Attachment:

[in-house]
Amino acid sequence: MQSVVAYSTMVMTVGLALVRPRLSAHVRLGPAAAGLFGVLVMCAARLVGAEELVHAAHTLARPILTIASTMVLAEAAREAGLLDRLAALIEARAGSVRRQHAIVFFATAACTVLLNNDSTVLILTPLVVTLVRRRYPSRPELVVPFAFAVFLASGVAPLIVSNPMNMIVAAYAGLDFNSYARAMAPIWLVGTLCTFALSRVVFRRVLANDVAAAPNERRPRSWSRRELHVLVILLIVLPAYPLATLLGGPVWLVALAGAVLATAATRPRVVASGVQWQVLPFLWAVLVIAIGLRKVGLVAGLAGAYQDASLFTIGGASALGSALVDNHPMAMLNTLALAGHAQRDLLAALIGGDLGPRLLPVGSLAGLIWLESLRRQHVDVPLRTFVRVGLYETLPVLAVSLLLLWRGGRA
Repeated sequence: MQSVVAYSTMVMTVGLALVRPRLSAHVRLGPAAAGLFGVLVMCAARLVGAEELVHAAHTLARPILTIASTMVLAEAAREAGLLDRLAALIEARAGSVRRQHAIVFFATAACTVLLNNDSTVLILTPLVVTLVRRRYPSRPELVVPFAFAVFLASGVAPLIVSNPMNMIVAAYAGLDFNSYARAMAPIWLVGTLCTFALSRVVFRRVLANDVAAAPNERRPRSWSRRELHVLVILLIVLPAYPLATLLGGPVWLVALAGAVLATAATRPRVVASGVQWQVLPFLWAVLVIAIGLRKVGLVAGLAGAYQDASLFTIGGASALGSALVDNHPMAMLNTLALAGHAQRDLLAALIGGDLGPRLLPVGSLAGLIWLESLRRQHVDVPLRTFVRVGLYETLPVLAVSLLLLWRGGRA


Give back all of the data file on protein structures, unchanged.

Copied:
[in-house]
Amino acid sequence: MQSVVAYSTMVMTVGLALVRPRLSAHVRLGPAAAGLFGVLVMCAARLVGAEELVHAAHTLARPILTIASTMVLAEAAREAGLLDRLAALIEARAGSVRRQHAIVFFATAACTVLLNNDSTVLILTPLVVTLVRRRYPSRPELVVPFAFAVFLASGVAPLIVSNPMNMIVAAYAGLDFNSYARAMAPIWLVGTLCTFALSRVVFRRVLANDVAAAPNERRPRSWSRRELHVLVILLIVLPAYPLATLLGGPVWLVALAGAVLATAATRPRVVASGVQWQVLPFLWAVLVIAIGLRKVGLVAGLAGAYQDASLFTIGGASALGSALVDNHPMAMLNTLALAGHAQRDLLAALIGGDLGPRLLPVGSLAGLIWLESLRRQHVDVPLRTFVRVGLYETLPVLAVSLLLLWRGGRA
Repeated sequence: MQSVVAYSTMVMTVGLALVRPRLSAHVRLGPAAAGLFGVLVMCAARLVGAEELVHAAHTLARPILTIASTMVLAEAAREAGLLDRLAALIEARAGSVRRQHAIVFFATAACTVLLNNDSTVLILTPLVVTLVRRRYPSRPELVVPFAFAVFLASGVAPLIVSNPMNMIVAAYAGLDFNSYARAMAPIWLVGTLCTFALSRVVFRRVLANDVAAAPNERRPRSWSRRELHVLVILLIVLPAYPLATLLGGPVWLVALAGAVLATAATRPRVVASGVQWQVLPFLWAVLVIAIGLRKVGLVAGLAGAYQDASLFTIGGASALGSALVDNHPMAMLNTLALAGHAQRDLLAALIGGDLGPRLLPVGSLAGLIWLESLRRQHVDVPLRTFVRVGLYETLPVLAVSLLLLWRGGRA